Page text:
Well, Emily and I spent a week at CHOP, from 12/27/07 to 1/3/07. Here she is in her hospital crib with the adorable polar bear she was given by a Child Life worker. They provide toys and activities for the children staying there.
After about two weeks of Emily having what I would call gagging episodes 5-6 times per day, she was admitted to the hospital for treatment. I had taken her to another ER a week prior and she was diagnosed with reflux. Throughout the week, there was no relief from the prescribed reflux meds, and her episodes (which contained 20-30 "gags" each) became more intense. I took her to the pediatrician three times and called them almost every night. They adjusted her meds and we made an appointment with the GI specialist. By the time we had our appt, Emily was having trouble with constipation as well, started a low grade fever on Christmas, and was not eating well. We even tried switching her formula to the hypo-allergenic type to help with the reflux - but no change.
At our appt with the GI doc, he thought her constipation, fever, and lack of appetite could have been symptoms of botulism! And after seeing a video we had taken of her having an "episode", he thought these "gags" looked more like seizures.
As I left the office I just couldn't bear to bring her home to have more episodes with no relief. And I was a bit freaked out about the possibility of her having seizures and botulism!!! So I took her immediately to the Emergency Room at CHOP. They took us in right away and we were admitted that night.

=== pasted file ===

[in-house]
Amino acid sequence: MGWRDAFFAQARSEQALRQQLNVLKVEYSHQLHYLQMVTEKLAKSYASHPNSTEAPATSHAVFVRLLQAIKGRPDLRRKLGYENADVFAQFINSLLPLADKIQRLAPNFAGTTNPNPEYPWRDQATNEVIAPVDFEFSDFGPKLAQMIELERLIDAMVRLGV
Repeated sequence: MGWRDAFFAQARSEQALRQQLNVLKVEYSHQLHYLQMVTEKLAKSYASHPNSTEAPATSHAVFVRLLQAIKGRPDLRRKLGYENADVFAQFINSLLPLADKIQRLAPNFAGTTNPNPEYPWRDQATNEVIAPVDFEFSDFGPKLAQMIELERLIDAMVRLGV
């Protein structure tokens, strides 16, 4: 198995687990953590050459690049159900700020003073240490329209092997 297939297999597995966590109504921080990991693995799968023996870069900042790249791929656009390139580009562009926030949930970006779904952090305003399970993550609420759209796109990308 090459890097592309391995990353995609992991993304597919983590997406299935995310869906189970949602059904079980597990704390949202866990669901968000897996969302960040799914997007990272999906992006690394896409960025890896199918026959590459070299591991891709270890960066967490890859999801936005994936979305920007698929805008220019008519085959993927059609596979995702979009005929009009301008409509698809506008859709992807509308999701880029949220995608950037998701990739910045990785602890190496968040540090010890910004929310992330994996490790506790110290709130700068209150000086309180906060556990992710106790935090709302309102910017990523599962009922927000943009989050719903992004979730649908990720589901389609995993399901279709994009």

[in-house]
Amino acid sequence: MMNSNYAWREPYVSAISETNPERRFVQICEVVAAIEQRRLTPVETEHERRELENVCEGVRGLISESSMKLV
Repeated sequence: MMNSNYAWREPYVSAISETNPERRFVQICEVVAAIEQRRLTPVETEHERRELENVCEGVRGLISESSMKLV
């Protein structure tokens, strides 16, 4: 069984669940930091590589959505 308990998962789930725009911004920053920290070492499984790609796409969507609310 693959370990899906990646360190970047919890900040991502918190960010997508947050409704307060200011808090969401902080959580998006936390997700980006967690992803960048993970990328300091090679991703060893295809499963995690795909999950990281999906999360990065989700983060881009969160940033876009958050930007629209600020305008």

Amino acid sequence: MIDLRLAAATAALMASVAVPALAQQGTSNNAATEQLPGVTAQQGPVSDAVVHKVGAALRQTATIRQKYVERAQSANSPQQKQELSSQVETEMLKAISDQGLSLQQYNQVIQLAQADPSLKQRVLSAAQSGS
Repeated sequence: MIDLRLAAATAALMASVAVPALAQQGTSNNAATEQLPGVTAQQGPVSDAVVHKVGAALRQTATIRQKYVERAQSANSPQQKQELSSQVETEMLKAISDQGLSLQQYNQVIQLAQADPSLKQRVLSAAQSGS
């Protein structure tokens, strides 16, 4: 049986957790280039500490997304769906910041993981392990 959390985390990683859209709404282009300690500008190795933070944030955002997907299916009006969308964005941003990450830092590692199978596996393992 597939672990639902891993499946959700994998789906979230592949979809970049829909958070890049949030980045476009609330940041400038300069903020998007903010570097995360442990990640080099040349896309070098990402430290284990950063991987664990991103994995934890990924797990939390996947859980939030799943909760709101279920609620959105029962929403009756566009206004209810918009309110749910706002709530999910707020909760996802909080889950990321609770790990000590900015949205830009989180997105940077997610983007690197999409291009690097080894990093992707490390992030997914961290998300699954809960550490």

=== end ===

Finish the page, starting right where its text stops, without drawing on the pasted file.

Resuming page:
While we were still in the ER, the doctors - who all looked at the video - seemed sure that Emily had been having Infantile Spasms, a type of seizure under the category of Epilepsy. The specific movement her body made during the spasms was the first indicator. Each time she had a spasm, her head would fling forward, her eyes would open wide, her arms would fling out and her body would bend in the middle, like when doing a stomach crunch.
They performed an EEG that night and discovered hypsarhythmia - an abnormal, disorganized or chaotic pattern of her brain waves. She saw a neurologist as well who checked her for visual tracking and motor skills. She presented some delays in these areas, such as no neck/head control, limited tracking with the eyes, and low tone in her arms and trunk. [We were already aware of these delays and she is currently seeing a physical therapist through Early Intervention.]
After meeting with several neurologists throughout our stay, we found out that Emily's spasms are the symptomatic kind, meaning she was showing signs of developmental delays before the onset of the spasms. From what I've read, the outlook for children with this kind of IS is discouraging. Most children with this kind of IS have some degree of mental retardation and continue to have developmental delays. Of course, Emily may surprise us.
It is the goal of the doctors to normalize the EEG and in turn eliminate the spasms. Normalizing the EEG will allow her brain to learn and grow properly. This is our hope. An early EEG before we left the hospital and only 3 days into treatment already showed a slight improvement! Also, she started the shots on a Saturday and on Sunday, smiled several times and laughed for the first time ever. That was great and very encouraging!!
Now 17 days into treatment, Emily's spasms have dramatically decreased to less than 10 spasms per day (before treatment she was sometimes having 100+ spasms/day). So far today she has had none!! They also seem to be decreasing in intensity as well. We will continue the ACTH injections daily until the 22nd and have a follow up appt with the neurologist at the end of the month.
We are , of course, worried about what may lie ahead for Emily, but we'll be there to support her and provide her whatever she may need along the way. We are hopeful that this treatment will stop her spasms for good!
We love you, Em!!!!!